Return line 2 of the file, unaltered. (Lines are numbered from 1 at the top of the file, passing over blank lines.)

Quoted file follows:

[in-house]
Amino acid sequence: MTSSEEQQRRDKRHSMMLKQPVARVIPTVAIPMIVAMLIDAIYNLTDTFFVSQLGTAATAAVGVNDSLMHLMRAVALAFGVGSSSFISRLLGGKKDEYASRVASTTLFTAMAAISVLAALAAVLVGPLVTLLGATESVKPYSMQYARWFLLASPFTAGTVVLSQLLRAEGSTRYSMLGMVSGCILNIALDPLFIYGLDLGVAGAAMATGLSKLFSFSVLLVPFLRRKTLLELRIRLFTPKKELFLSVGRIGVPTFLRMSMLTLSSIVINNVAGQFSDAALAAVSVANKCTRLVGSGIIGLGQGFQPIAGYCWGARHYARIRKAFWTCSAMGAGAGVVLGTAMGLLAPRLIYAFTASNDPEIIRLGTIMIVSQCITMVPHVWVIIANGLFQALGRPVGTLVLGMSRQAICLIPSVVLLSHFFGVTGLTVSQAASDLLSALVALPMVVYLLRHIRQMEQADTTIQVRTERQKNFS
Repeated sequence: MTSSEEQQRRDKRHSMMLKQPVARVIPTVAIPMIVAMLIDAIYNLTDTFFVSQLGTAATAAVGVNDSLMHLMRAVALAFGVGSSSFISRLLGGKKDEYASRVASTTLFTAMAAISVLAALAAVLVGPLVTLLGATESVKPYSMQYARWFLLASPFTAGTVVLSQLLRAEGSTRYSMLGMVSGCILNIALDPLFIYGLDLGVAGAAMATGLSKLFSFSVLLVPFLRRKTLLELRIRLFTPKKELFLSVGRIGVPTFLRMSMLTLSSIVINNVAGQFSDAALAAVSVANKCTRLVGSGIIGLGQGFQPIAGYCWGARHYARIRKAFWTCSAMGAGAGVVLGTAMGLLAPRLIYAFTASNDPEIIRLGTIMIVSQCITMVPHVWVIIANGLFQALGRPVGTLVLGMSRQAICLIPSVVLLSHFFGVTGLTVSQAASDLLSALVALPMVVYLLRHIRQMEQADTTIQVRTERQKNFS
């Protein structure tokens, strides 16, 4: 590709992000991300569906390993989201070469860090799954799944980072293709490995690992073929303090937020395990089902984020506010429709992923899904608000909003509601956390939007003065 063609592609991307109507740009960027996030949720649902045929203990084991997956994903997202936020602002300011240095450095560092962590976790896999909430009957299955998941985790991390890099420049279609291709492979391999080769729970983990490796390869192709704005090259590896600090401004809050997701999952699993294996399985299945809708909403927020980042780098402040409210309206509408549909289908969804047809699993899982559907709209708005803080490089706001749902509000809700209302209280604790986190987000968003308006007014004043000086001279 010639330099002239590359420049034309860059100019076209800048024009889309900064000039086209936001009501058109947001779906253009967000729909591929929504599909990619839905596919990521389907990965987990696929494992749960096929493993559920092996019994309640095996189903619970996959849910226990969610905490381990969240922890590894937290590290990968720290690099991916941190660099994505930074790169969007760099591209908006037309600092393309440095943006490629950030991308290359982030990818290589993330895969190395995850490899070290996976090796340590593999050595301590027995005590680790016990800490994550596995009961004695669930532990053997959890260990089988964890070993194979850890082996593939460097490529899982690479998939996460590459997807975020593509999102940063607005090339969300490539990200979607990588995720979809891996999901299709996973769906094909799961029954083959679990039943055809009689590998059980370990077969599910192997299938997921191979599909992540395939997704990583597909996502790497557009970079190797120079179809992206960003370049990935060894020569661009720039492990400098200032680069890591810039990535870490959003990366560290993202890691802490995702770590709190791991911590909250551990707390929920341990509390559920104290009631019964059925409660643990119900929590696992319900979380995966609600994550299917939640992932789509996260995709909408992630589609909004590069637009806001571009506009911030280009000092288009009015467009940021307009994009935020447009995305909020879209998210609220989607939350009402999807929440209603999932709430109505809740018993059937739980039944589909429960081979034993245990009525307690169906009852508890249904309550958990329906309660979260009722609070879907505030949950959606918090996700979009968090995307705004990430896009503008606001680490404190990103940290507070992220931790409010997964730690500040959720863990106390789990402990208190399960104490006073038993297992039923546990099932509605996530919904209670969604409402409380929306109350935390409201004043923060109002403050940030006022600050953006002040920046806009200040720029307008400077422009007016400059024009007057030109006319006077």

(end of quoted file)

Amino acid sequence: MTSSEEQQRRDKRHSMMLKQPVARVIPTVAIPMIVAMLIDAIYNLTDTFFVSQLGTAATAAVGVNDSLMHLMRAVALAFGVGSSSFISRLLGGKKDEYASRVASTTLFTAMAAISVLAALAAVLVGPLVTLLGATESVKPYSMQYARWFLLASPFTAGTVVLSQLLRAEGSTRYSMLGMVSGCILNIALDPLFIYGLDLGVAGAAMATGLSKLFSFSVLLVPFLRRKTLLELRIRLFTPKKELFLSVGRIGVPTFLRMSMLTLSSIVINNVAGQFSDAALAAVSVANKCTRLVGSGIIGLGQGFQPIAGYCWGARHYARIRKAFWTCSAMGAGAGVVLGTAMGLLAPRLIYAFTASNDPEIIRLGTIMIVSQCITMVPHVWVIIANGLFQALGRPVGTLVLGMSRQAICLIPSVVLLSHFFGVTGLTVSQAASDLLSALVALPMVVYLLRHIRQMEQADTTIQVRTERQKNFS